A Summer to Remember: Searching for the 1847 Fever Sheds at the Toronto General Hospital

Council for Northeast Historical Archaeology, 2018 Conference
Eva MacDonald and David Robertson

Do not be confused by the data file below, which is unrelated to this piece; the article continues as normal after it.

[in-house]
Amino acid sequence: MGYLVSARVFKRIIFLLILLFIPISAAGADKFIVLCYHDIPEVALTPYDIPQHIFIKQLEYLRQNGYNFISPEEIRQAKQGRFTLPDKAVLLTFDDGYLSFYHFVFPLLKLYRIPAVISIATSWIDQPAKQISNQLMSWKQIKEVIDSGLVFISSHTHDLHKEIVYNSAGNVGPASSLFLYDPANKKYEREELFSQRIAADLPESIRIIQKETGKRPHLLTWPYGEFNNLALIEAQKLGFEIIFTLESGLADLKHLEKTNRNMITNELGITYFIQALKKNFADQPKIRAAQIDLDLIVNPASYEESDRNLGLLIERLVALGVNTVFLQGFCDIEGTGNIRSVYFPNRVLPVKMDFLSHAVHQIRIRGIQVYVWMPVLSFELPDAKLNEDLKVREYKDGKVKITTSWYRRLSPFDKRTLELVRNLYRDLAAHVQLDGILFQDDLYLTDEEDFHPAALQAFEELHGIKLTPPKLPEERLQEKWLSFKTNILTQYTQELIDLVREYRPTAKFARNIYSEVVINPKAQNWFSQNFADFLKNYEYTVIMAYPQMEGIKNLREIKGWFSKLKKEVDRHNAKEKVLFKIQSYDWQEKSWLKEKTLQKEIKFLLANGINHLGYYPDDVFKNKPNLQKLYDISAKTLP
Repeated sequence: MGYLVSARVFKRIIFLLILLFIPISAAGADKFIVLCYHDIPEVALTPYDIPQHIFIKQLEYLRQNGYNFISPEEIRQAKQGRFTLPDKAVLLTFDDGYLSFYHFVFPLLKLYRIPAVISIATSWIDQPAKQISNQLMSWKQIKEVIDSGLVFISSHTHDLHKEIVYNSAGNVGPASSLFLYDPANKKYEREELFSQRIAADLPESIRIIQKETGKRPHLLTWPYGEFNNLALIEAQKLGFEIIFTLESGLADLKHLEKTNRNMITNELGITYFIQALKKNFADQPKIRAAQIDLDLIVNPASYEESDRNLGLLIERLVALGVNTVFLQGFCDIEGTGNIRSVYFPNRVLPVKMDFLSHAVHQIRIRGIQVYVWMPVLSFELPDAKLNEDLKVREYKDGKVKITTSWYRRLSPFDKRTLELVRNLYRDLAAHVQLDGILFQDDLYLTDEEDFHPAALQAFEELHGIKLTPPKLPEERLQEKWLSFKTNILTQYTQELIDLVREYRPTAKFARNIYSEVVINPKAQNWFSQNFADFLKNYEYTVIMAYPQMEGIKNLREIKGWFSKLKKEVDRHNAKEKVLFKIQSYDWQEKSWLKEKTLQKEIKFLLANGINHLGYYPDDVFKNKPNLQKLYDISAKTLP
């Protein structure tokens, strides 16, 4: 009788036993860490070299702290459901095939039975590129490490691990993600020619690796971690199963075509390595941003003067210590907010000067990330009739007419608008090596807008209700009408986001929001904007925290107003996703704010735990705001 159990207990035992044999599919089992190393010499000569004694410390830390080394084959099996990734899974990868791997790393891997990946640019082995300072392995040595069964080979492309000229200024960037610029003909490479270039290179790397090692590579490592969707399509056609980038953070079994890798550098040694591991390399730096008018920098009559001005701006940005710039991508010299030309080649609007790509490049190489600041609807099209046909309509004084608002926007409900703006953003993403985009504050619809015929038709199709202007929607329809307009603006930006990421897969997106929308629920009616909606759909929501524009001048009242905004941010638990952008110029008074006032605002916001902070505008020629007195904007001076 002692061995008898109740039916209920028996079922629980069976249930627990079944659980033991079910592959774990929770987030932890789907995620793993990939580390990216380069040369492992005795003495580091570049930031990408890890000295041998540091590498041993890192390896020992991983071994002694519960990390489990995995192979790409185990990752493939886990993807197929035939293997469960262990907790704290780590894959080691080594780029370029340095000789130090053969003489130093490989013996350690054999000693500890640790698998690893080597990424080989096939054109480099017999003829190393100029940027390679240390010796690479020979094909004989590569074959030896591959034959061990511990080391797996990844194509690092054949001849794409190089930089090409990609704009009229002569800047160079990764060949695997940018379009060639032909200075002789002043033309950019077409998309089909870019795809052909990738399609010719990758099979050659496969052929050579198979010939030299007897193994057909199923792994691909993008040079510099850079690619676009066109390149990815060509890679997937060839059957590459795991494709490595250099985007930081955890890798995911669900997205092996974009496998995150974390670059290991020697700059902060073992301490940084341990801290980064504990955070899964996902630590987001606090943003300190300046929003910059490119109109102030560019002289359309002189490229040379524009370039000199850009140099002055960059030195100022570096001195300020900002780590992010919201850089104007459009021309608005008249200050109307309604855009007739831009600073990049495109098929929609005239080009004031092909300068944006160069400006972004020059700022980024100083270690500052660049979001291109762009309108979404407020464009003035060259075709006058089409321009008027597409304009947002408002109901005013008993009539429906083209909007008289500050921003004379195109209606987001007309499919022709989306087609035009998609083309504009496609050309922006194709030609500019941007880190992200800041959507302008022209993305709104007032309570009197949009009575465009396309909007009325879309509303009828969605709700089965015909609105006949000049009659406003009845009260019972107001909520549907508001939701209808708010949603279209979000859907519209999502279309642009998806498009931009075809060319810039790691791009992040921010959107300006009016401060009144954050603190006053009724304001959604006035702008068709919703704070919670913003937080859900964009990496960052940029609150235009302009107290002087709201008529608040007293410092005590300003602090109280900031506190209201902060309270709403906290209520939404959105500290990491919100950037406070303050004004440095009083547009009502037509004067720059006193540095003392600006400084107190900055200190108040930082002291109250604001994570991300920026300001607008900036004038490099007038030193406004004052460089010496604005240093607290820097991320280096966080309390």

In 1847, the Toronto General Hospital served as a temporary place of refuge for thousands of Irish typhus victims who arrived during the Great Famine migration. To the Irish that live in Toronto today, that experience is symbolized by the “fever sheds,” 12 to 14 large wooden outbuildings that were erected on the grounds to accommodate the influx of patients with typhus fever. The redevelopment of four separate parcels within the original Hospital Reserve in the Town of York (Toronto) over the past 12 years has afforded opportunities to study aspects of the daily lives of the people who spent some time at the hospital. In 2018, numerous wooden posts for the buildings that served as the fever sheds were documented in the northwest portion of the Hospital Reserve, completing a search for the clearest evidence of the Irish typhus victims that started in 2006.